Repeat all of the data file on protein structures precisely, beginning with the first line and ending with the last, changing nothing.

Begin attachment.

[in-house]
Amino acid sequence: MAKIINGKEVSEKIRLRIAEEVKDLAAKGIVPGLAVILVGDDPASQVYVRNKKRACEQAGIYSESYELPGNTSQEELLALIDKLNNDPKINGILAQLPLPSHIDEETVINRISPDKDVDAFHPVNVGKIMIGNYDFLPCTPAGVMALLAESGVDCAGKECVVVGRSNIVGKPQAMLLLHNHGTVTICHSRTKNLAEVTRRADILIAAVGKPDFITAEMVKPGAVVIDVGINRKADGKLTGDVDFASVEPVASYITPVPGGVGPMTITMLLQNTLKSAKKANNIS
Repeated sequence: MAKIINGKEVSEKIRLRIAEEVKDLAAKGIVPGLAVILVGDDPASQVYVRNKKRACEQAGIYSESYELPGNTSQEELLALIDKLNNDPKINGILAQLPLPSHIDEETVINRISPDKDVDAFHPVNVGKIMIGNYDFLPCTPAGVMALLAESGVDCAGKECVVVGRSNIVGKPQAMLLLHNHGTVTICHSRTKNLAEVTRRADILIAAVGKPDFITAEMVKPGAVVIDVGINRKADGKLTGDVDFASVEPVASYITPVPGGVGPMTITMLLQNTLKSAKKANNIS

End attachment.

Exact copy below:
[in-house]
Amino acid sequence: MAKIINGKEVSEKIRLRIAEEVKDLAAKGIVPGLAVILVGDDPASQVYVRNKKRACEQAGIYSESYELPGNTSQEELLALIDKLNNDPKINGILAQLPLPSHIDEETVINRISPDKDVDAFHPVNVGKIMIGNYDFLPCTPAGVMALLAESGVDCAGKECVVVGRSNIVGKPQAMLLLHNHGTVTICHSRTKNLAEVTRRADILIAAVGKPDFITAEMVKPGAVVIDVGINRKADGKLTGDVDFASVEPVASYITPVPGGVGPMTITMLLQNTLKSAKKANNIS
Repeated sequence: MAKIINGKEVSEKIRLRIAEEVKDLAAKGIVPGLAVILVGDDPASQVYVRNKKRACEQAGIYSESYELPGNTSQEELLALIDKLNNDPKINGILAQLPLPSHIDEETVINRISPDKDVDAFHPVNVGKIMIGNYDFLPCTPAGVMALLAESGVDCAGKECVVVGRSNIVGKPQAMLLLHNHGTVTICHSRTKNLAEVTRRADILIAAVGKPDFITAEMVKPGAVVIDVGINRKADGKLTGDVDFASVEPVASYITPVPGGVGPMTITMLLQNTLKSAKKANNIS